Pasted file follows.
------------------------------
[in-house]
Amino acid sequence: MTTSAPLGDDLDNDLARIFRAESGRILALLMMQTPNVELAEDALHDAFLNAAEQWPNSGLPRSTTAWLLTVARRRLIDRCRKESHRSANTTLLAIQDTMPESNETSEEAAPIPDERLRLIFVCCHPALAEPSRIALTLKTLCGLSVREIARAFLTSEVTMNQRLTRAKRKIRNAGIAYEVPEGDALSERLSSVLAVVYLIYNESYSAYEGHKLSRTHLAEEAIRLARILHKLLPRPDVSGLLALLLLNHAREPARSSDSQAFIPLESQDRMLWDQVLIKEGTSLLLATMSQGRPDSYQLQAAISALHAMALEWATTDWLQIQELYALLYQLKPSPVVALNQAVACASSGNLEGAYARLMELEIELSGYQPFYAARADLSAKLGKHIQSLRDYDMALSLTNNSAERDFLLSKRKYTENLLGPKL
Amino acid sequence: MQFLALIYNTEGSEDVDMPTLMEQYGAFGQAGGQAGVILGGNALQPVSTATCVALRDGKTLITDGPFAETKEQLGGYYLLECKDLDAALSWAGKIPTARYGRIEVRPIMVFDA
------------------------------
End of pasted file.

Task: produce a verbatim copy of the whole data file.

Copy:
[in-house]
Amino acid sequence: MTTSAPLGDDLDNDLARIFRAESGRILALLMMQTPNVELAEDALHDAFLNAAEQWPNSGLPRSTTAWLLTVARRRLIDRCRKESHRSANTTLLAIQDTMPESNETSEEAAPIPDERLRLIFVCCHPALAEPSRIALTLKTLCGLSVREIARAFLTSEVTMNQRLTRAKRKIRNAGIAYEVPEGDALSERLSSVLAVVYLIYNESYSAYEGHKLSRTHLAEEAIRLARILHKLLPRPDVSGLLALLLLNHAREPARSSDSQAFIPLESQDRMLWDQVLIKEGTSLLLATMSQGRPDSYQLQAAISALHAMALEWATTDWLQIQELYALLYQLKPSPVVALNQAVACASSGNLEGAYARLMELEIELSGYQPFYAARADLSAKLGKHIQSLRDYDMALSLTNNSAERDFLLSKRKYTENLLGPKL
Amino acid sequence: MQFLALIYNTEGSEDVDMPTLMEQYGAFGQAGGQAGVILGGNALQPVSTATCVALRDGKTLITDGPFAETKEQLGGYYLLECKDLDAALSWAGKIPTARYGRIEVRPIMVFDA